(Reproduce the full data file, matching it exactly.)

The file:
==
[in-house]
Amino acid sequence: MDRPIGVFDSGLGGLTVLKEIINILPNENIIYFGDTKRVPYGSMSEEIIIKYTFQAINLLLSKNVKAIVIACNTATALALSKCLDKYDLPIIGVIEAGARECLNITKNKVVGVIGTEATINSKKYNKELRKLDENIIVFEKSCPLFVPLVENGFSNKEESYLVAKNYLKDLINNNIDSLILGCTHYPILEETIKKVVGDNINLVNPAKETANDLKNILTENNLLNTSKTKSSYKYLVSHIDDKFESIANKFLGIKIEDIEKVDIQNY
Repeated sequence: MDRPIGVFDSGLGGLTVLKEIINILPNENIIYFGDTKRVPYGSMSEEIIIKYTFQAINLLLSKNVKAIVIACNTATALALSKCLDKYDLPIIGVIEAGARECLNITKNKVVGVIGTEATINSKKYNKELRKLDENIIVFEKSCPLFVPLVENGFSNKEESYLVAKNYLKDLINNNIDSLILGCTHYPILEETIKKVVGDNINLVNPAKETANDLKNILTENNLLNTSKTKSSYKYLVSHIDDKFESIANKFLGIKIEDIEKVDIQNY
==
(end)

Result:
[in-house]
Amino acid sequence: MDRPIGVFDSGLGGLTVLKEIINILPNENIIYFGDTKRVPYGSMSEEIIIKYTFQAINLLLSKNVKAIVIACNTATALALSKCLDKYDLPIIGVIEAGARECLNITKNKVVGVIGTEATINSKKYNKELRKLDENIIVFEKSCPLFVPLVENGFSNKEESYLVAKNYLKDLINNNIDSLILGCTHYPILEETIKKVVGDNINLVNPAKETANDLKNILTENNLLNTSKTKSSYKYLVSHIDDKFESIANKFLGIKIEDIEKVDIQNY
Repeated sequence: MDRPIGVFDSGLGGLTVLKEIINILPNENIIYFGDTKRVPYGSMSEEIIIKYTFQAINLLLSKNVKAIVIACNTATALALSKCLDKYDLPIIGVIEAGARECLNITKNKVVGVIGTEATINSKKYNKELRKLDENIIVFEKSCPLFVPLVENGFSNKEESYLVAKNYLKDLINNNIDSLILGCTHYPILEETIKKVVGDNINLVNPAKETANDLKNILTENNLLNTSKTKSSYKYLVSHIDDKFESIANKFLGIKIEDIEKVDIQNY